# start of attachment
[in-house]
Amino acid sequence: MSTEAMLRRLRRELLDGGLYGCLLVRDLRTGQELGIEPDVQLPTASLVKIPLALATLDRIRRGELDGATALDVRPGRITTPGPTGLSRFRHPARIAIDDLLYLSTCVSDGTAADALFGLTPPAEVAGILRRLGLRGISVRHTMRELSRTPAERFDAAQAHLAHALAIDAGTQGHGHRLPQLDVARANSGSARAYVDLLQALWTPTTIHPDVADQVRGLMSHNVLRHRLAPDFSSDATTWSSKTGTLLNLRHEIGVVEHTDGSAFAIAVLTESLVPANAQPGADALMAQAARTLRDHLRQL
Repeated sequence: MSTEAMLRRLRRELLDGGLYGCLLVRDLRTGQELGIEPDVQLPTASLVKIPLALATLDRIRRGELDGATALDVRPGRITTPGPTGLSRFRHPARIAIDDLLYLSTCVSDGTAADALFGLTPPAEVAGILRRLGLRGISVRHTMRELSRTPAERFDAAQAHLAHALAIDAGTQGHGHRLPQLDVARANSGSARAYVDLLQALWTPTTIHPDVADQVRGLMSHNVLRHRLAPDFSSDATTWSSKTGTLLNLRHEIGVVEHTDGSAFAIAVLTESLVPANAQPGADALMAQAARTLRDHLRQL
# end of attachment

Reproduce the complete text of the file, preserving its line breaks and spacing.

[in-house]
Amino acid sequence: MSTEAMLRRLRRELLDGGLYGCLLVRDLRTGQELGIEPDVQLPTASLVKIPLALATLDRIRRGELDGATALDVRPGRITTPGPTGLSRFRHPARIAIDDLLYLSTCVSDGTAADALFGLTPPAEVAGILRRLGLRGISVRHTMRELSRTPAERFDAAQAHLAHALAIDAGTQGHGHRLPQLDVARANSGSARAYVDLLQALWTPTTIHPDVADQVRGLMSHNVLRHRLAPDFSSDATTWSSKTGTLLNLRHEIGVVEHTDGSAFAIAVLTESLVPANAQPGADALMAQAARTLRDHLRQL
Repeated sequence: MSTEAMLRRLRRELLDGGLYGCLLVRDLRTGQELGIEPDVQLPTASLVKIPLALATLDRIRRGELDGATALDVRPGRITTPGPTGLSRFRHPARIAIDDLLYLSTCVSDGTAADALFGLTPPAEVAGILRRLGLRGISVRHTMRELSRTPAERFDAAQAHLAHALAIDAGTQGHGHRLPQLDVARANSGSARAYVDLLQALWTPTTIHPDVADQVRGLMSHNVLRHRLAPDFSSDATTWSSKTGTLLNLRHEIGVVEHTDGSAFAIAVLTESLVPANAQPGADALMAQAARTLRDHLRQL